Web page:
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Editorials

Franklin’s death row regrets remind city of a painful legacy

Franklin, 1997

Struck by a bullet from a .30.06 rifle, Vernon Jordan Jr., fell to the pavement outside a north side hotel at 2 in the morning of May 29, 1980. The bullet caused a horrendous wound, and it was far from certain that Jordan, then the president of the National Urban League, would survive.

He was hospitalized for 14 weeks. But Jordan recovered and has continued his role as a civil rights advocate and business executive. During the 1990s, he served as a close adviser to President Bill Clinton.

The man who admits that he shot Jordan is back in the public eye this fall, facing a Nov. 20 execution date in Missouri and, in an interview published this weekend, more fully charting the dimensions of the hatred that drove him.

Joseph Paul Franklin’s spree of racist violence began in the mid-1970s and lasted until he was arrested later in 1980. He has claimed responsibility for a wide range of shootings and bombings, and authorities believe that he killed at least 21 people during those years. But Franklin has never been convicted of the two most notorious crimes he’s admitted: Jordan’s shooting, and the shooting of Hustler Magazine publisher Larry Flynt, who also survived.

Though Franklin was in Fort Wayne the day of the Jordan attack, and though he had killed others in other cities with a high-powered rifle, the evidence against him was circumstantial, and he was acquitted of the Jordan shooting in 1982. Later, however, he admitted the crime.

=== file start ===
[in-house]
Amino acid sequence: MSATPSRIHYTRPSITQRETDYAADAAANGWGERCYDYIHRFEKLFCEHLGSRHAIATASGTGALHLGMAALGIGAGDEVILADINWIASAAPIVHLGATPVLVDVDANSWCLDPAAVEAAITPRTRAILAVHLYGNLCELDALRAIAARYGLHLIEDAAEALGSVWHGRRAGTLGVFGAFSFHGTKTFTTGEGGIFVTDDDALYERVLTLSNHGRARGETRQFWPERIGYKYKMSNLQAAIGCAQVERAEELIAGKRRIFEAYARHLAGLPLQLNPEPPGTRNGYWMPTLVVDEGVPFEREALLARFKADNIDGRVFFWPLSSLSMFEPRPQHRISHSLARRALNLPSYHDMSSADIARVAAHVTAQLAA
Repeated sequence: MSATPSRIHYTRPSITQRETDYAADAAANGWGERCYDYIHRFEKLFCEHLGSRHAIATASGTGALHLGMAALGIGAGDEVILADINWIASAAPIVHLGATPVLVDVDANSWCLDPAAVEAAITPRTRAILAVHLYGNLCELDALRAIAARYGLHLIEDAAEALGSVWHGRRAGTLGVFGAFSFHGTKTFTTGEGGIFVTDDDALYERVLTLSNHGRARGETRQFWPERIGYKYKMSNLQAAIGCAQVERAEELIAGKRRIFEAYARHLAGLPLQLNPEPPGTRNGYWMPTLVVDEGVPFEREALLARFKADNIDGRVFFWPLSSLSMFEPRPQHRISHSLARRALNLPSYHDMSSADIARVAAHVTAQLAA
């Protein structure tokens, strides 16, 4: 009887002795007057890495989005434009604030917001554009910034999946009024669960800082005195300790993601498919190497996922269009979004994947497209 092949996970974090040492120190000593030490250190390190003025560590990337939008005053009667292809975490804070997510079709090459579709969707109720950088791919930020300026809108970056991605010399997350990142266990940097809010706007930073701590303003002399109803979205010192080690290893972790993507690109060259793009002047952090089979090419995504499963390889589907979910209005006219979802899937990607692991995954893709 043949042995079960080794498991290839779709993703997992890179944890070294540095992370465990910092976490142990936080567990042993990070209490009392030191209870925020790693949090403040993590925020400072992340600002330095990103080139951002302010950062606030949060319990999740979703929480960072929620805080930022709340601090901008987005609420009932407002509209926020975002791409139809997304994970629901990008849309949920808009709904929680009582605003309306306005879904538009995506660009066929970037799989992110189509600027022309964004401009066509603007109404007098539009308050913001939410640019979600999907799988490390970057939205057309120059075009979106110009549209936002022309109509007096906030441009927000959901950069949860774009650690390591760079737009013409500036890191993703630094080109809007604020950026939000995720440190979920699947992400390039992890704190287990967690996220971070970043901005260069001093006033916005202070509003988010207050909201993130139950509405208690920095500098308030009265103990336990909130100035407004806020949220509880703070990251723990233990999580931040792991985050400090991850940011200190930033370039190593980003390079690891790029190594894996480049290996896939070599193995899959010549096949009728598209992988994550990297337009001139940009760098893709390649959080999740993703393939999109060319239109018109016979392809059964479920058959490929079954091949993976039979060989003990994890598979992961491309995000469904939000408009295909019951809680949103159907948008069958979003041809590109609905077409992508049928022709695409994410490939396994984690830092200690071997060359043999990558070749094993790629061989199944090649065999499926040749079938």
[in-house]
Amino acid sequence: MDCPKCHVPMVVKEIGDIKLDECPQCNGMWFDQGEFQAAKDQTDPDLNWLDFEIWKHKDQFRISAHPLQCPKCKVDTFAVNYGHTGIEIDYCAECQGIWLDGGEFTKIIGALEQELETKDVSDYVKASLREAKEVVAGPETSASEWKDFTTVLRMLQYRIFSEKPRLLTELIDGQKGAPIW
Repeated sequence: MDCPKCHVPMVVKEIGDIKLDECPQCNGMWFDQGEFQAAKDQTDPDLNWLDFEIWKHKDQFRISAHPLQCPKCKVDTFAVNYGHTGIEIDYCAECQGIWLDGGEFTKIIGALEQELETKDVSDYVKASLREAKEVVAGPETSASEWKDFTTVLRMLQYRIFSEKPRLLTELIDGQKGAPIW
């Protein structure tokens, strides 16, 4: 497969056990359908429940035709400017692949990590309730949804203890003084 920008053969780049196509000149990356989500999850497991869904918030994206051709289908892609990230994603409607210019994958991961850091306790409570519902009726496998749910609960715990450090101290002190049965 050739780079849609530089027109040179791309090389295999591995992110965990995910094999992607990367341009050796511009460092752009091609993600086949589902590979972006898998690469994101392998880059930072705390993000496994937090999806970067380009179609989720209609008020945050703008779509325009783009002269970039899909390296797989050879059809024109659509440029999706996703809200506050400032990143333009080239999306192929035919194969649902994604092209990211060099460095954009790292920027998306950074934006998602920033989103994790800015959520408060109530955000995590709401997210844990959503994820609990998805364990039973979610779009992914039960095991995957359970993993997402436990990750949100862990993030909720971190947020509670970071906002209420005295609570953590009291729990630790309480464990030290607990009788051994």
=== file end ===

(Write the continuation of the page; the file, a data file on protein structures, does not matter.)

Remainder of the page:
In an interview published this weekend in the Jackson, Miss., Clarion-Ledger, Franklin said he now regrets the attacks on Flynt and Jordan.

“I’ve got a lot of respect for him now,” Franklin said of Jordan.

In earlier interviews, Franklin has said he decided to shoot Jordan after he heard on the radio that the civil rights leader was speaking here.

He told The Clarion-Ledger’s Jerry Mitchell that he targeted Flynt after he saw a photo in Hustler of a black man and a white woman having sex.

In his youth, Franklin said, his racist violence was molded by abuse at home and by his adulation of Adolf Hitler.

“To me at the time, Hitler was a god-man,” he told the Clarion-Ledger. “ ‘Mein Kampf’ was my Bible.”

“I had a hatred towards blacks bordering on insanity,” he said in the interview. “I was flat-out mentally ill.”

If all of this sounds familiar, it unfortunately is. More than three decades later, terrorists – and Franklin, surely, is an American terrorist – still believe that their beliefs transcend others’ right to live.

Residents in Fort Wayne did a lot of soul-searching after the Jordan shooting. There were efforts to come together as a community and to ask ourselves how we could eradicate racial hatred and violence. It was recognized that our city will be forever linked with the shooting. But as his latest words remind us, the sickness that drove Joseph Paul Franklin knows no borders.

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